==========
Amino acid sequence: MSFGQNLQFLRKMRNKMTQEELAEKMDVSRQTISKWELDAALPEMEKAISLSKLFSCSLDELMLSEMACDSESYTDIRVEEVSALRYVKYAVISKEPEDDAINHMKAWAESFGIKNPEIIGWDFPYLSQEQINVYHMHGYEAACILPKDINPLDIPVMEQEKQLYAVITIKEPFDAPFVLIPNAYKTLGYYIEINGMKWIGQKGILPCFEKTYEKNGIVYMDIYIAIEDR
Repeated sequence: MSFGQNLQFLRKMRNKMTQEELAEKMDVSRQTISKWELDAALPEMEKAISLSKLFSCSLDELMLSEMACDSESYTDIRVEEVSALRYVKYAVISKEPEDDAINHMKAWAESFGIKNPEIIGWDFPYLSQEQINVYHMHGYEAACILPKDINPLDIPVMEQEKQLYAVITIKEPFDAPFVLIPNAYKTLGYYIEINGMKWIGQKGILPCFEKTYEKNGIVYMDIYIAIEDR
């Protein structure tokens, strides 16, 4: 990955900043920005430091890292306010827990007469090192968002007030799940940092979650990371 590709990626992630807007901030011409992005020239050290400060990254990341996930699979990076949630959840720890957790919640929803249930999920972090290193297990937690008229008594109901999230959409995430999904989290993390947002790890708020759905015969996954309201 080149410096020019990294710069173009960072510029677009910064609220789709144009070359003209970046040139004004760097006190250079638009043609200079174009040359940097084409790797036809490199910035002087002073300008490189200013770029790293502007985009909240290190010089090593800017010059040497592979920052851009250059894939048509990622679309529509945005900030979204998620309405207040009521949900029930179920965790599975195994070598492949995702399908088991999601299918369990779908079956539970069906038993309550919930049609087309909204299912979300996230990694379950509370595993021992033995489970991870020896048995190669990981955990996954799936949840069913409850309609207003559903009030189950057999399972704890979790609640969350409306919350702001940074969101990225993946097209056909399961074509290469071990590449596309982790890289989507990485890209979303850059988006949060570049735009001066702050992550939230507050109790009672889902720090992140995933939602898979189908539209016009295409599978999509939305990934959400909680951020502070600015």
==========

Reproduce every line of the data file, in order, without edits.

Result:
Amino acid sequence: MSFGQNLQFLRKMRNKMTQEELAEKMDVSRQTISKWELDAALPEMEKAISLSKLFSCSLDELMLSEMACDSESYTDIRVEEVSALRYVKYAVISKEPEDDAINHMKAWAESFGIKNPEIIGWDFPYLSQEQINVYHMHGYEAACILPKDINPLDIPVMEQEKQLYAVITIKEPFDAPFVLIPNAYKTLGYYIEINGMKWIGQKGILPCFEKTYEKNGIVYMDIYIAIEDR
Repeated sequence: MSFGQNLQFLRKMRNKMTQEELAEKMDVSRQTISKWELDAALPEMEKAISLSKLFSCSLDELMLSEMACDSESYTDIRVEEVSALRYVKYAVISKEPEDDAINHMKAWAESFGIKNPEIIGWDFPYLSQEQINVYHMHGYEAACILPKDINPLDIPVMEQEKQLYAVITIKEPFDAPFVLIPNAYKTLGYYIEINGMKWIGQKGILPCFEKTYEKNGIVYMDIYIAIEDR
């Protein structure tokens, strides 16, 4: 990955900043920005430091890292306010827990007469090192968002007030799940940092979650990371 590709990626992630807007901030011409992005020239050290400060990254990341996930699979990076949630959840720890957790919640929803249930999920972090290193297990937690008229008594109901999230959409995430999904989290993390947002790890708020759905015969996954309201 080149410096020019990294710069173009960072510029677009910064609220789709144009070359003209970046040139004004760097006190250079638009043609200079174009040359940097084409790797036809490199910035002087002073300008490189200013770029790293502007985009909240290190010089090593800017010059040497592979920052851009250059894939048509990622679309529509945005900030979204998620309405207040009521949900029930179920965790599975195994070598492949995702399908088991999601299918369990779908079956539970069906038993309550919930049609087309909204299912979300996230990694379950509370595993021992033995489970991870020896048995190669990981955990996954799936949840069913409850309609207003559903009030189950057999399972704890979790609640969350409306919350702001940074969101990225993946097209056909399961074509290469071990590449596309982790890289989507990485890209979303850059988006949060570049735009001066702050992550939230507050109790009672889902720090992140995933939602898979189908539209016009295409599978999509939305990934959400909680951020502070600015």